In the fourth installment of the 2020 Outlook series, Universum found many companies show a surprising lack of competence in the social realm.
Tracking the social media activity of the 400 largest companies in the US, the report highlighted successful social media teams post content that is between 10,000 and 100,000 times more engaging than the average social media team.
“Companies still struggle mightily to make their social media investments deliver on the promise of higher customer engagement, greater brand awareness and stronger brand affinity,” the report stated.
Lack of expertise in implementing and managing social media programmes was highlighted as a leading cause of such disparity.
While social media emerged as the top digital channel for employer branding (35%), the report stressed the majority (65%) of respondents did not view it as the most important digital tool in comparison to sources such as job boards.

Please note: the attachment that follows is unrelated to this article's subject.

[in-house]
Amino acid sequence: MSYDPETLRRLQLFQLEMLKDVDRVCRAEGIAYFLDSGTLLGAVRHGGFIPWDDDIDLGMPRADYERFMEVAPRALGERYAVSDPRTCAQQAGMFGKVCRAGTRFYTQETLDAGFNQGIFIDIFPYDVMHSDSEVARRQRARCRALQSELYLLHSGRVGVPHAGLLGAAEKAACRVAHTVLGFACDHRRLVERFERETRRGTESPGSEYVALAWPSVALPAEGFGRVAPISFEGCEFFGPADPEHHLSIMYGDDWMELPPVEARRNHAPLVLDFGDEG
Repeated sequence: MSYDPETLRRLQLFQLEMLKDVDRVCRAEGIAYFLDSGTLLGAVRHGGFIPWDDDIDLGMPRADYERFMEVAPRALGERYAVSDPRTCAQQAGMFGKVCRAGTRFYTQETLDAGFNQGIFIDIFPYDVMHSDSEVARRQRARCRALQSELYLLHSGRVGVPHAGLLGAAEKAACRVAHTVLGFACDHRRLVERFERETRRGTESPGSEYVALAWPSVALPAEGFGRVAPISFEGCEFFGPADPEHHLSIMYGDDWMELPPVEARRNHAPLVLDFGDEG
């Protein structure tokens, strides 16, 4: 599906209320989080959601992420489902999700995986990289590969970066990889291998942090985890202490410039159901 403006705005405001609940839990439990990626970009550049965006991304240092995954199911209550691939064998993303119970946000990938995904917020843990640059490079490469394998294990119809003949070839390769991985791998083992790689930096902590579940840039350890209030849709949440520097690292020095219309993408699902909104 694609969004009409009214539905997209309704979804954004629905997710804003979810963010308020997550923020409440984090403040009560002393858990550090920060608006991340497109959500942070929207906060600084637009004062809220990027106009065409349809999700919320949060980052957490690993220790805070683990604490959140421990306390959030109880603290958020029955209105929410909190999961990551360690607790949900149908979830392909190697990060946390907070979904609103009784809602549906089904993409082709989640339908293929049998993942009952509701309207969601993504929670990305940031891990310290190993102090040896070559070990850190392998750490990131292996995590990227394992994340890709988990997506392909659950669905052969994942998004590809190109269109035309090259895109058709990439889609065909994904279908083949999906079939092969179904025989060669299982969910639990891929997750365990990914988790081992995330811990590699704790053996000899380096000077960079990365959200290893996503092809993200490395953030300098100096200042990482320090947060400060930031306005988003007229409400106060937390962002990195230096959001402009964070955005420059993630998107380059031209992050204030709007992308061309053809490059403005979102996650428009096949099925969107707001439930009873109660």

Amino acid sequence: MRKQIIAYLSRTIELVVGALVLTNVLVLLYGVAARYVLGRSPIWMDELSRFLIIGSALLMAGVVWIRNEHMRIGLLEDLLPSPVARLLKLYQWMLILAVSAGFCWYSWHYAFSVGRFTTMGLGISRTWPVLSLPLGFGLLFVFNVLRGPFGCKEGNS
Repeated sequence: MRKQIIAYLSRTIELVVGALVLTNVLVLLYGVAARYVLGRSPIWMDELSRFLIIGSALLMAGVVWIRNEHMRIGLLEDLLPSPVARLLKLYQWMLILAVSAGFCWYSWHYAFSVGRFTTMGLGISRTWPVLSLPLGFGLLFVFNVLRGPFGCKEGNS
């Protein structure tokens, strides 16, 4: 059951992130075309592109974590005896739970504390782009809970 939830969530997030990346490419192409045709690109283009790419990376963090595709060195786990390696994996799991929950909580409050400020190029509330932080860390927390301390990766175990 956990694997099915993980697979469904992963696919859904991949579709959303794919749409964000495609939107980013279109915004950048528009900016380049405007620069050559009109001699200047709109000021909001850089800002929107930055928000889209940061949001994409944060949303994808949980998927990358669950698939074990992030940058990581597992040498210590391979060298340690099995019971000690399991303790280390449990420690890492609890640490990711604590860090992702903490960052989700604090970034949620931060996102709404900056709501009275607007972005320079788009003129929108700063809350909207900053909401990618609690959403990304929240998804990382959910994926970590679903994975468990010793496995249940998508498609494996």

Similarly, when it came to social recruiting, only 32% of respondents stated they oversaw an active social presence on a dedicated career account (regardless of social channel).
More than four out of 10 (42%) claimed a moderate presence, while 19% described their social recruiting efforts as fairly inactive.
11% of companies reported no activity at all.
These findings weren’t surprising, considering only 20% of companies said they have employed a dedicated social media employee for career opportunities.
The report warned while the statistic on its own is not evident of a lack of enthusiasm or investment in social media, its combination with other findings suggested most organisations are under-investing in social recruiting and social employer branding.
“Ironically, marketing departments have the expertise that talent attraction professionals require to build effective social media programmes, but little collaboration exists between HR and marketing to help facilitate learning.”
What was “most surprising” in the study, however, was the low percentage of organisations measuring social media effectiveness.
Currently only half (52%) of respondents said they measure their social media activities, though 69% admitted they plan to do so over the next five years.
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